The voluntary recall of an anti-acne drug is the latest blow to India's pharma industry
Ranbaxy Laboratories is voluntarily recalling a batch of its best-selling anti-acne drug remaining in the US market that was banned earlier by the American regulator, after it failed a dissolution test to assess the efficacy, uniformity and stability of the dosage.
The product figured among the 30 Ranbaxy drugs banned by the US Food and Drug Administration (USFDA) in September 2007, but it had allowed the company to sell those drugs which were already in the market since it was not found to be unsafe.
ET NOW broke the story on Thursday citing the USFDA website that the company's American subsidiary Ranbaxy Pharmaceuticals was recalling 1,303 cartons of Sotret Isotretinoin, each containing 100 capsules of 40 mg, effective June 26.
"Ranbaxy tested the lot in question and found it to be within specifications based on US FDA's testing and recommendations. But given Ranbaxy's commitment to the health and safety of patients, a recall has been initiated to the wholesaler and distributor level," said a company spokesman.
HDFC Securities' vice-president for institutional research Ranjit Kapadia said the resultant financial loss for India's largest drug maker by sales was limited, pegged at around $1 million.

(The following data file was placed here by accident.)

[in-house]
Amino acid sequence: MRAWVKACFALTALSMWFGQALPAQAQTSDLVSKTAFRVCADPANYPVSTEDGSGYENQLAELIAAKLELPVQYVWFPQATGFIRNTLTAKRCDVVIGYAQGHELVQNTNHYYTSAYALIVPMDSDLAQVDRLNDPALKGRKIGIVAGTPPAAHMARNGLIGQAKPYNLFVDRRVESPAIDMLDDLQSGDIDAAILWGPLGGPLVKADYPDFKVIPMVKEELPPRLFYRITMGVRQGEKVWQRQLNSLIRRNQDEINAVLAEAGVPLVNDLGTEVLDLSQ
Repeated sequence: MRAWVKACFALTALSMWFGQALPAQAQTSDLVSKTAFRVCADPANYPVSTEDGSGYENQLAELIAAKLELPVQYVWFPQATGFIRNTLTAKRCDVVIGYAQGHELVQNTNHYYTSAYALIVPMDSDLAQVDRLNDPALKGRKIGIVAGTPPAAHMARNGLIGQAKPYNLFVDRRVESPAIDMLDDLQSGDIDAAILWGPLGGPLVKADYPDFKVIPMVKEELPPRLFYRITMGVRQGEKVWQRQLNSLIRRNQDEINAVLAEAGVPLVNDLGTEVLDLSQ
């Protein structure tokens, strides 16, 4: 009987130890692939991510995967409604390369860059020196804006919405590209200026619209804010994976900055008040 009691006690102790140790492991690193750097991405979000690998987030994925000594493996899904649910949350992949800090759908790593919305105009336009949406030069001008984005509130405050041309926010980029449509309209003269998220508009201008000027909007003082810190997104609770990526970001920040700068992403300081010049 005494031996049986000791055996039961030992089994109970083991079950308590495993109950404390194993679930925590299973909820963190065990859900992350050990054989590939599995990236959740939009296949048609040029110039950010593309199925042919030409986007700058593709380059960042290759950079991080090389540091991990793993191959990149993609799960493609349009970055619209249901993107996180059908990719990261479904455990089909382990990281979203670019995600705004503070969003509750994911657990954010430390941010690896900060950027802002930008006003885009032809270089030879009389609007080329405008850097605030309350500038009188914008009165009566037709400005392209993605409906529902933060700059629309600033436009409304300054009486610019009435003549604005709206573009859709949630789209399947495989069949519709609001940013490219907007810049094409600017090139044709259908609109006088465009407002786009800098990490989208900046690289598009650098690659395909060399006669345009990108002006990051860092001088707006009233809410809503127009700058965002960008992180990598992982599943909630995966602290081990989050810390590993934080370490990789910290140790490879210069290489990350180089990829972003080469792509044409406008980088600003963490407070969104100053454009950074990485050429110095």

Before the September ban, the drug had sales of around $50 million per year. Ranbaxy got the USFDA nod to market the drug in 2002, and according to reports, it commanded more than one-third of the market in 2007.
This is the third time that Ranbaxy is recalling an established drug, the second time this year.
In 2007, it withdrew 73 million drugs of Gabapentin for exceeding the permissible impurity level, and in April this year, Ranbaxy voluntarily recalled all lots of Nitrofurantoin (Monohydrate/Macrocrystals) 100 mg capsules for non-conformity with the approved laboratory specifications.
The Ranbaxy spokesman said the recall was being conducted with the knowledge of the US FDA, and since it is a Class III recall, the use of the drug is unlikely to cause adverse health effects to patients. Industry experts say consumer litigation are unlikely for such drug recalls.
"FDA has become increasingly strict on drugs imported into the US. So, this action should not been seen in isolation as FDA has been taking action even for food items imported into the country," said HDFC's Mr. Kapadia.
According to another industry observer, the recall proved that FDA is taking additional stringent action to identify and correct even minor deviations with its drugs. Roche, the innovator company, stopped selling its drug Accutane in the US on June 25 due to competition from generics. Besides, it had to pay damages running into $33 million to patients who blamed the drug for bowel disease.
The company scrip closed at Rs 253.50, up 2.14% on the Bombay Stock Exchange on Thursday after ET NOW broke the news.
Ranbaxy has put together a new team to address the ongoing FDA issue and has met with FDA officials three times since January. It has also submitted a corrective action plan to the FDA and is scheduled to meet the regulator soon.
The tiff with FDA continues to hurt Ranbaxy's US sales that account for about a quarter of its $1.5-billion global turnover.